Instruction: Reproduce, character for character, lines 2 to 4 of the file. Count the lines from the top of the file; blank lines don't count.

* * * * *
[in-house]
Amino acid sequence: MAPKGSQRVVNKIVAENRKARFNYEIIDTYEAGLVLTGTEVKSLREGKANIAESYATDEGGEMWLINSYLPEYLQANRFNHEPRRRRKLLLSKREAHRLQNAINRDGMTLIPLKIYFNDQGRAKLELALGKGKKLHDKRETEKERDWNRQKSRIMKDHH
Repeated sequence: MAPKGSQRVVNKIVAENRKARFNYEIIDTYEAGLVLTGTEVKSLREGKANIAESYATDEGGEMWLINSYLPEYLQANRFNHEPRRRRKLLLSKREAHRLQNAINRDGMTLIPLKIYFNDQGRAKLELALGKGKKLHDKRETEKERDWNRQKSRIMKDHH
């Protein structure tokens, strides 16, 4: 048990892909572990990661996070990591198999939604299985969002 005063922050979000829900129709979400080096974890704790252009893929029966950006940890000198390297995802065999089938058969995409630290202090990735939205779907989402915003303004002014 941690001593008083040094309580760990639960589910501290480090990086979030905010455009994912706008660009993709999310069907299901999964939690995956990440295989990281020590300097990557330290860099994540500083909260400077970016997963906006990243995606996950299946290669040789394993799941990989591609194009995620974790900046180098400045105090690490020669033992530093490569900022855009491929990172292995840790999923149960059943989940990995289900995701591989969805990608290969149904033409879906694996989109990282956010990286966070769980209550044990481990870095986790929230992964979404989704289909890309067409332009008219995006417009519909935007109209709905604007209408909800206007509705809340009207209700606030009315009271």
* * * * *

Amino acid sequence: MAPKGSQRVVNKIVAENRKARFNYEIIDTYEAGLVLTGTEVKSLREGKANIAESYATDEGGEMWLINSYLPEYLQANRFNHEPRRRRKLLLSKREAHRLQNAINRDGMTLIPLKIYFNDQGRAKLELALGKGKKLHDKRETEKERDWNRQKSRIMKDHH
Repeated sequence: MAPKGSQRVVNKIVAENRKARFNYEIIDTYEAGLVLTGTEVKSLREGKANIAESYATDEGGEMWLINSYLPEYLQANRFNHEPRRRRKLLLSKREAHRLQNAINRDGMTLIPLKIYFNDQGRAKLELALGKGKKLHDKRETEKERDWNRQKSRIMKDHH
């Protein structure tokens, strides 16, 4: 048990892909572990990661996070990591198999939604299985969002 005063922050979000829900129709979400080096974890704790252009893929029966950006940890000198390297995802065999089938058969995409630290202090990735939205779907989402915003303004002014 941690001593008083040094309580760990639960589910501290480090990086979030905010455009994912706008660009993709999310069907299901999964939690995956990440295989990281020590300097990557330290860099994540500083909260400077970016997963906006990243995606996950299946290669040789394993799941990989591609194009995620974790900046180098400045105090690490020669033992530093490569900022855009491929990172292995840790999923149960059943989940990995289900995701591989969805990608290969149904033409879906694996989109990282956010990286966070769980209550044990481990870095986790929230992964979404989704289909890309067409332009008219995006417009519909935007109209709905604007209408909800206007509705809340009207209700606030009315009271």